I was at my brother’s house last Saturday for the ‘Saturday Before Thanksgiving Feast’, a tradition put in place by our mother when she was alive. It was particularly poignant this year as our mother’s sister was in the ICU and we weren’t sure whether she would ever join us again. So we set time aside to celebrate, acknowledge and appreciate all who had gone before, all who are still here, and all who will go on after we are gone – three generations were present for the feast.

And we left out the thanks. We simply didn’t have it in our practice to bless the table, each other and the amazing bounty of the earth. How was this even possible? There were 14 of us. We sat down to a table literally overflowing with food. It was amazing and overwhelming in its bounty. Fresh bread baked that morning, thinly sliced turkey and pork that had been deboned and brined, mashed potatoes, roasted root vegetables, a fresh salad with the bright orange of persimmon and sparkling jewels of pomegranate, wine and sparkling cider overflowing our glasses. And for dessert, my newest culinary foray – blackberry, sour cherry and Banbury Pop Tarts used as scoops for sweetened whipped cream.

And we just sat down and ate. I joined them even though giving thanks is part of my daily practice, even though at home and at Maacama we begin every meal with thanks and appreciation, as a practice to generate rather than unconsciously consume. Again, how was this even possible? I got caught up in the eddy of what we always do, I got caught in the eddy of my unconscious behavior when I get together with my family of origin. I was caught as a singular voice in a group that was simply doing as it always does and doing it well, even though there was so much unspoken grace and grief present in the room.

This is what we all do if we don’t bring our conscious attention to doing something different! We do it at school, in relationship to the earth, with each other, and with ourselves. We forget that we aren’t entitled to any of it. We forget that the air we breathe and the rain that falls and the green that grows and the food we eat and the people we love and the health we enjoy aren’t a forever thing. We forget to say thank you. We forget that every day we wake up is a gift and it is filled with abundance, filled with the grace and grief of being alive. We just have to begin paying attention, break the habit of unconscious consumption and begin saying thank you – silently, out loud, shouted from the rooftops of your home town, to each other, with each step we take and every breath that is ours…Thank you! Thank you! Thank you!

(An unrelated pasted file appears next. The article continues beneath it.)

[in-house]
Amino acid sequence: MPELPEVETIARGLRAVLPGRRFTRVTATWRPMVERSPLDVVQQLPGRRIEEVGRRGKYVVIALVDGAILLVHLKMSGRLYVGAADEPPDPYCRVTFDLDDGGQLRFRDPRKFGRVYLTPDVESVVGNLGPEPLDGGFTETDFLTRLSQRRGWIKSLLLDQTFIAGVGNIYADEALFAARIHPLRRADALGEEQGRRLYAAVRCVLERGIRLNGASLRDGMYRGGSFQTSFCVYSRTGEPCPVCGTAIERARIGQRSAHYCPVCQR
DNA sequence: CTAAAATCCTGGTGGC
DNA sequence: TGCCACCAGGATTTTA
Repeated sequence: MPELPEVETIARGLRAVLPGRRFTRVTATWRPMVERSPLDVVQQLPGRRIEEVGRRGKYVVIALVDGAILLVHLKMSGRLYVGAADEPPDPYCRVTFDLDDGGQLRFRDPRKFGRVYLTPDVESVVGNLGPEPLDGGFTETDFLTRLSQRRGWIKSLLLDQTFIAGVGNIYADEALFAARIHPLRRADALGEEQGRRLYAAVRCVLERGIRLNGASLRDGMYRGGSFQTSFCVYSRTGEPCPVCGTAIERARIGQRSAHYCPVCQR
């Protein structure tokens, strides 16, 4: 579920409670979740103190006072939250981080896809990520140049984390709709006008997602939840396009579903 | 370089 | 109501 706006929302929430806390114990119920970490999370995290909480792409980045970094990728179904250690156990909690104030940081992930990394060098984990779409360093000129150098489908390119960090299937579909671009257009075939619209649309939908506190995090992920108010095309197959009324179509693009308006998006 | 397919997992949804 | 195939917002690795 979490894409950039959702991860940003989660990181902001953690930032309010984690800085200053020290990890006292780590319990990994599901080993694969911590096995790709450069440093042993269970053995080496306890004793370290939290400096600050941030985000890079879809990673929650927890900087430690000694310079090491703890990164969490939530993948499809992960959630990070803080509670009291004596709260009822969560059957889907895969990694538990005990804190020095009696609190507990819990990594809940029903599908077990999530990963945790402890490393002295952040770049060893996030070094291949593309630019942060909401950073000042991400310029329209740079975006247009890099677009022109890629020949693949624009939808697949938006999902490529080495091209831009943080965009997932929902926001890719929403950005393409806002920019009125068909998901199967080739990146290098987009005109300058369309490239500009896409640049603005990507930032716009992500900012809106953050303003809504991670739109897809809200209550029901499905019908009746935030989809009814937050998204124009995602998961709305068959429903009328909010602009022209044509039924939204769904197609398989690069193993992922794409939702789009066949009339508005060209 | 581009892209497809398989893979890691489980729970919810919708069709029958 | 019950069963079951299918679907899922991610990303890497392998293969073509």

Do it today, do it right now – turn to someone and say thank you, just because.

Thank you! Thank you! Thank you!

Take the time when you are home to do something different, to go against the tide of habits and traditions. Take the time to ask others to join you in leading with appreciation and gratitude – see your cup half full rather than half empty. Turn your complaints into requests and remember to lead with gratitude – this life you are living is not a given, it is a gift.

Signs you may need a Gap Year!

Signs You May Need A Gap Year : (source:  Center for INTERIM Programs)

You love learning, but can’t face having to write one more term paper.

You’d like to actually speak to someone in Spanish rather than just take another vocabulary test.

Partying is what you are looking forward to most about college.

Your mom and dad are “helicopter parents,” and going to Australia might be the only way to get them to stop hovering.

Life feels like a treadmill, and you’re only 18.

Something inside you is telling you that the world is just a little bit bigger than your high school football stadium.

You suspect you might benefit more right now from learning how to cook for yourself and find your own place to live, than learning more about string theory or quantum physics.